Welcome to Erin N Ella's Travel Blog!!

All you need to know about Eurotrips;
From budgeting tips to accommodation to food choices and places to go out (and a few other stories...)

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Sunday, August 21, 2011

Barcelona - Land of the Pick Pocketer

(For a quick summary, scroll to the final paragraph)
After a fun and somewhat hyper journey, we finally set foot on Spanish land. What a relief, and may we say, success to have arrived safely in Barcelona. Transferring six girls across the sea is no easy feat.

We finally decided to take the metro to our hostel in the Gothic Barrier located off the famous Las Ramblas. We highly advise buying a train ticket in Barcelona even if you are staying in a central location and only for a couple of days, which we were. It is great to be able to use the ticket whenever you want to travel to various landmarks dotted around the center. Anyway, back to our arrival in Barcelona - as soon as we got off the metro station at Liceu we were greeted by the more unpleasant side of local Spanish culture. Two pick-pocketers were stealthily weaving their way in and out of our group and other metro-travelers. To add to our panic, as soon as we laboriously began to lift our suitcases up what seemed to be 50 steps, a train supervisor told us to stay put since a famous pick-pocketer was milling around at the top of the station. Perhaps its just us, but a small suggestion to the Spanish police would be to sort out the situation, considering they know who is involved, don't ya think?! But, do not worry, pick-pocketing should not deter you from visiting Barcelona. While the issue is admittedly worse in there, it is a common problem practically in every major city. All we can say is- be sensible, keep your money in a safe place that is out of sight, and be especially aware in very crowded areas. Erin, Myra and Simone would highly recommend wearing a money bum-bag at all times (preferably nude coloured as this is least visible and very discrete). Also, beware if you happen to be approached by groups that will try and distract your attention so that they can pick-pocket you (this didn't happen to us but we were given the heads up by others).

View from our balcony
Although we were slightly apprehensive about walking around Las Ramblas and the Gothic Barrier at night, this really is the best place to stay in Barcelona if you want to be right in the heart of this vibrant city - great places to eat (and might we add, rather standard price and even slightly cheap - by London standards - if you choose carefully), great nightlife, vibrant food markets and fantastic sightseeing locations. Our hostel, Galerias Malda, was really brilliant. A what-you-see-is-what-you-get type of place. Not the cleanest and certainly not luxurious, but perfect for saving money that can otherwise be spent on going out or for a little retail therapy. At about €15 a night it serves its purpose as a place to rest your head, AND, for meeting fantastic people --> shout-out to our American buddies Breck and Brenden. It has a rustic feel, which is reinforced by the Spanish (only!) speaking owners- brilliant for those who want to immerse themselves in local culture. What we certainly noticed during our travels is that choosing a hostel is mainly about LOCATION, LOCATION, LOCATION! If you stay too far out of the centre, you compromise time and money spent traveling to all the sights and places to go out at night.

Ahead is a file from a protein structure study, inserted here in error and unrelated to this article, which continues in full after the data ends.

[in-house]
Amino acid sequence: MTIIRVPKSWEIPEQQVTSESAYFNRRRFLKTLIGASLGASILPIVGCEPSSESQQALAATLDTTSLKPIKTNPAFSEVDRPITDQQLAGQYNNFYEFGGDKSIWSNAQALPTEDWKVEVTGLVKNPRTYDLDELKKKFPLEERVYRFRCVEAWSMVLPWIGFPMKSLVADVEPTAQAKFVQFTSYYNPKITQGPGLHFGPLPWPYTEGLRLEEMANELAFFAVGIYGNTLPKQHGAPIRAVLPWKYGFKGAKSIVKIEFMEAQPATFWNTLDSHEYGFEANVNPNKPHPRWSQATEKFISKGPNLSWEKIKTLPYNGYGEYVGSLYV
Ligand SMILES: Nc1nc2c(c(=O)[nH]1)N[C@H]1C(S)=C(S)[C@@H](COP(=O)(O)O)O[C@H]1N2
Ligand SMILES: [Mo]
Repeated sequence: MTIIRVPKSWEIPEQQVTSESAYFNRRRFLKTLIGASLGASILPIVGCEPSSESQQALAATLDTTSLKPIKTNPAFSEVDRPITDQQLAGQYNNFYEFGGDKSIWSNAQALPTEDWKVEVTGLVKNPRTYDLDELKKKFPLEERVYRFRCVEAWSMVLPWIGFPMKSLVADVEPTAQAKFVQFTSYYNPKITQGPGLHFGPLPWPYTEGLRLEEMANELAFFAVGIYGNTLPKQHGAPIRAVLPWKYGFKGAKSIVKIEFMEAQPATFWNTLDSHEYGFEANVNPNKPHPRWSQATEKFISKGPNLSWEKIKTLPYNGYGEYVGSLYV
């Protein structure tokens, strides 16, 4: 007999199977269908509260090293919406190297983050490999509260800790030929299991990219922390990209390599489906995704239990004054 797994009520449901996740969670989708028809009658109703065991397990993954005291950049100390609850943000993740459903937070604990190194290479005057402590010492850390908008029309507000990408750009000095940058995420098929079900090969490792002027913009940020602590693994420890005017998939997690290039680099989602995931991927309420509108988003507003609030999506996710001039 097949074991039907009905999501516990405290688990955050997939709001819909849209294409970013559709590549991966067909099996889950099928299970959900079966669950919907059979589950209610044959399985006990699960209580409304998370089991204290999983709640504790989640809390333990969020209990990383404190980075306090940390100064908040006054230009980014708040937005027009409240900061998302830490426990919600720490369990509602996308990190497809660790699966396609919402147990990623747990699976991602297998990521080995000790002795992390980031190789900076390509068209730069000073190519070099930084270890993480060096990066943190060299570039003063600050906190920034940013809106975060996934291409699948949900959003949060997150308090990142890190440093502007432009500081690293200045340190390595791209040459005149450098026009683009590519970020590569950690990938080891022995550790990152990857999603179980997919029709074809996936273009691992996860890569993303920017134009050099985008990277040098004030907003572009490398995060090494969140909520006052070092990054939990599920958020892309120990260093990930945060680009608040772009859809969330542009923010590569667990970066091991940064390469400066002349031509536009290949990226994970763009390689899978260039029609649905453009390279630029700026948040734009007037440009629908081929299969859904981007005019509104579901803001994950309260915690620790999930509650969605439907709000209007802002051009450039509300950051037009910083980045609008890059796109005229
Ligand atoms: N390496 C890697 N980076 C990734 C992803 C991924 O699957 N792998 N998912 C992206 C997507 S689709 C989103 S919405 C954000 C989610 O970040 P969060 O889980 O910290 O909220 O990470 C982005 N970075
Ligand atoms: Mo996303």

Top of the list places to see and things to do:

Food: for traditional Spanish cooking you can just pick from the countless little restaurants and tapas bars dotted around the area. If you are looking for something cheaper, word of advice, stay away from eating right on Las Ramblas - try finding a nice restaurant on a quieter side-street (most restaurants are usually having some special deal on). For those looking for a good value for money meal which is rather cheap and very filling- Maoz is the place. A falafel joint where you can refill your pita as often as you like (and trust us, did we refill that pita :D).
Pasta Bar, mmmm
For a top quality (and quite cheap) burger it is worth checking out George Orwell square (from memory we think the restaurant is called Oviso Oasis Bar though we are not 100% sure!)- its a lovely little area to stop for lunch and is also a nice family place since there is a little playground. For a wide selection of fresh pasta, sauces and toppings, visit pasta bar - a hip restaurant in the Gothic Barrier with a great ambiance and good food.
Fruit, finallyyyyy!!!
For a fresh boost of fruit and veg (something that is easily lost from a travelers' diet) the local market just off Las Ramblas is the perfect place - from fresh juices, to packed-full fruit boxes, to sweets and nuts, and of course fresh meat, fish and cheese. Its brilliant if you want to get some fresh fruit for breakfast (Simone would suggest buying some muesli from the supermarket to add to the fruit, with yoghurt). See http://dining-guide.net/europe/barcelona.htm for more info.